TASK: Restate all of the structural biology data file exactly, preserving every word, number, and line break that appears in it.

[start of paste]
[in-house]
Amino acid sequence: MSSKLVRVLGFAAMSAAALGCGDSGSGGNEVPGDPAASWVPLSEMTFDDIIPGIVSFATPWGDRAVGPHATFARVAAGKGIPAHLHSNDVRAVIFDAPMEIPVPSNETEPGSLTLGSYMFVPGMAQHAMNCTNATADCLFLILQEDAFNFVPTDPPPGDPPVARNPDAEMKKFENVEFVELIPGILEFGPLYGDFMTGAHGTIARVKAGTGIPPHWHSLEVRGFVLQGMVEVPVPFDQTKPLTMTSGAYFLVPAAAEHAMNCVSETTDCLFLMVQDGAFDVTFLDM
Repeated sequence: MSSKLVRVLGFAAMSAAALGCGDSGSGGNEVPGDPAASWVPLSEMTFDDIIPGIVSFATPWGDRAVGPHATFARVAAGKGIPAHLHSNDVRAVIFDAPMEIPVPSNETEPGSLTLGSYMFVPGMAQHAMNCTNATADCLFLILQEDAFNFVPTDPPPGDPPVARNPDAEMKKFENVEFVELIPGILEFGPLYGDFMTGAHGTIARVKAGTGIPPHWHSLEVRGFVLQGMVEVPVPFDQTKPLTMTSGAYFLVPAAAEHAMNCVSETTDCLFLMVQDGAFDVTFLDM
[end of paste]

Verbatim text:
[in-house]
Amino acid sequence: MSSKLVRVLGFAAMSAAALGCGDSGSGGNEVPGDPAASWVPLSEMTFDDIIPGIVSFATPWGDRAVGPHATFARVAAGKGIPAHLHSNDVRAVIFDAPMEIPVPSNETEPGSLTLGSYMFVPGMAQHAMNCTNATADCLFLILQEDAFNFVPTDPPPGDPPVARNPDAEMKKFENVEFVELIPGILEFGPLYGDFMTGAHGTIARVKAGTGIPPHWHSLEVRGFVLQGMVEVPVPFDQTKPLTMTSGAYFLVPAAAEHAMNCVSETTDCLFLMVQDGAFDVTFLDM
Repeated sequence: MSSKLVRVLGFAAMSAAALGCGDSGSGGNEVPGDPAASWVPLSEMTFDDIIPGIVSFATPWGDRAVGPHATFARVAAGKGIPAHLHSNDVRAVIFDAPMEIPVPSNETEPGSLTLGSYMFVPGMAQHAMNCTNATADCLFLILQEDAFNFVPTDPPPGDPPVARNPDAEMKKFENVEFVELIPGILEFGPLYGDFMTGAHGTIARVKAGTGIPPHWHSLEVRGFVLQGMVEVPVPFDQTKPLTMTSGAYFLVPAAAEHAMNCVSETTDCLFLMVQDGAFDVTFLDM